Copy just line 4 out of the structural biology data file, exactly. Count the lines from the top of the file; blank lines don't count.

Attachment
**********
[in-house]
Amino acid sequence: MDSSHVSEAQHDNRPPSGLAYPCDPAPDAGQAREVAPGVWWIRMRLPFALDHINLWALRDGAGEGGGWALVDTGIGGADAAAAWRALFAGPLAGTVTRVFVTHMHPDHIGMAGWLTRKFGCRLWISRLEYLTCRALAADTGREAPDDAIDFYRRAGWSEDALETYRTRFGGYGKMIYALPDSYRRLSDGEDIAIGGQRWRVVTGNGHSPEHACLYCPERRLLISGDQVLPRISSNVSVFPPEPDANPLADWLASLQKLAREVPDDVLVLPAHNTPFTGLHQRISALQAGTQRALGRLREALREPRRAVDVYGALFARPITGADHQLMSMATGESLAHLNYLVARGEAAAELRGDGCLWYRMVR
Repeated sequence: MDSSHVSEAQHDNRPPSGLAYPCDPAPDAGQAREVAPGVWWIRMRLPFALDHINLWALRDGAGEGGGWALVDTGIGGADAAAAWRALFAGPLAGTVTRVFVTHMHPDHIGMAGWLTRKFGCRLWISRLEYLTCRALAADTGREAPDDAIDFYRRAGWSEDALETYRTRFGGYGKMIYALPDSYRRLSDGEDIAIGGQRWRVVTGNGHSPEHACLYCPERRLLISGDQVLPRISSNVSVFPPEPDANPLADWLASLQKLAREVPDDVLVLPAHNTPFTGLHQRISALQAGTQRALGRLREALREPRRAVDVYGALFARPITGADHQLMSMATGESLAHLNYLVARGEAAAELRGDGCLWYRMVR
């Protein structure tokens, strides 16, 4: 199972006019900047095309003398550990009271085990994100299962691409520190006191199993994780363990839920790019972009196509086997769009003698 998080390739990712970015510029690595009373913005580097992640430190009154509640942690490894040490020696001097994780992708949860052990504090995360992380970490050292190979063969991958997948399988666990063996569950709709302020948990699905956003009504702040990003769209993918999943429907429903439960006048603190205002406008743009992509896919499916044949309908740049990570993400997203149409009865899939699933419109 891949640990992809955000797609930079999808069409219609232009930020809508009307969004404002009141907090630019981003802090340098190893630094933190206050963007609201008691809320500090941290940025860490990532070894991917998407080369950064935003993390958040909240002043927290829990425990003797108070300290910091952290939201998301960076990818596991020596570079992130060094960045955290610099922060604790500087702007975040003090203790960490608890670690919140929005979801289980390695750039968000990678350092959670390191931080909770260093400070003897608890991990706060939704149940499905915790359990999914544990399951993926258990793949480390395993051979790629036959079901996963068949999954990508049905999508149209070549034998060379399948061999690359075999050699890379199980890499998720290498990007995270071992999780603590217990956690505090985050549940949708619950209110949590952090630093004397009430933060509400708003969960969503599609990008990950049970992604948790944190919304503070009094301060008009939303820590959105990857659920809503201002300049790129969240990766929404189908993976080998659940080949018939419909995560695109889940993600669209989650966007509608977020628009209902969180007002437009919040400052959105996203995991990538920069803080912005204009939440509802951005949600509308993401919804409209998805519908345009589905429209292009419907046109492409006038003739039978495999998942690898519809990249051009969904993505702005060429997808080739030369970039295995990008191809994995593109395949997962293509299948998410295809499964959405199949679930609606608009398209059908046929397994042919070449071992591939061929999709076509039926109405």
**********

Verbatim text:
């Protein structure tokens, strides 16, 4: 199972006019900047095309003398550990009271085990994100299962691409520190006191199993994780363990839920790019972009196509086997769009003698 998080390739990712970015510029690595009373913005580097992640430190009154509640942690490894040490020696001097994780992708949860052990504090995360992380970490050292190979063969991958997948399988666990063996569950709709302020948990699905956003009504702040990003769209993918999943429907429903439960006048603190205002406008743009992509896919499916044949309908740049990570993400997203149409009865899939699933419109 891949640990992809955000797609930079999808069409219609232009930020809508009307969004404002009141907090630019981003802090340098190893630094933190206050963007609201008691809320500090941290940025860490990532070894991917998407080369950064935003993390958040909240002043927290829990425990003797108070300290910091952290939201998301960076990818596991020596570079992130060094960045955290610099922060604790500087702007975040003090203790960490608890670690919140929005979801289980390695750039968000990678350092959670390191931080909770260093400070003897608890991990706060939704149940499905915790359990999914544990399951993926258990793949480390395993051979790629036959079901996963068949999954990508049905999508149209070549034998060379399948061999690359075999050699890379199980890499998720290498990007995270071992999780603590217990956690505090985050549940949708619950209110949590952090630093004397009430933060509400708003969960969503599609990008990950049970992604948790944190919304503070009094301060008009939303820590959105990857659920809503201002300049790129969240990766929404189908993976080998659940080949018939419909995560695109889940993600669209989650966007509608977020628009209902969180007002437009919040400052959105996203995991990538920069803080912005204009939440509802951005949600509308993401919804409209998805519908345009589905429209292009419907046109492409006038003739039978495999998942690898519809990249051009969904993505702005060429997808080739030369970039295995990008191809994995593109395949997962293509299948998410295809499964959405199949679930609606608009398209059908046929397994042919070449071992591939061929999709076509039926109405």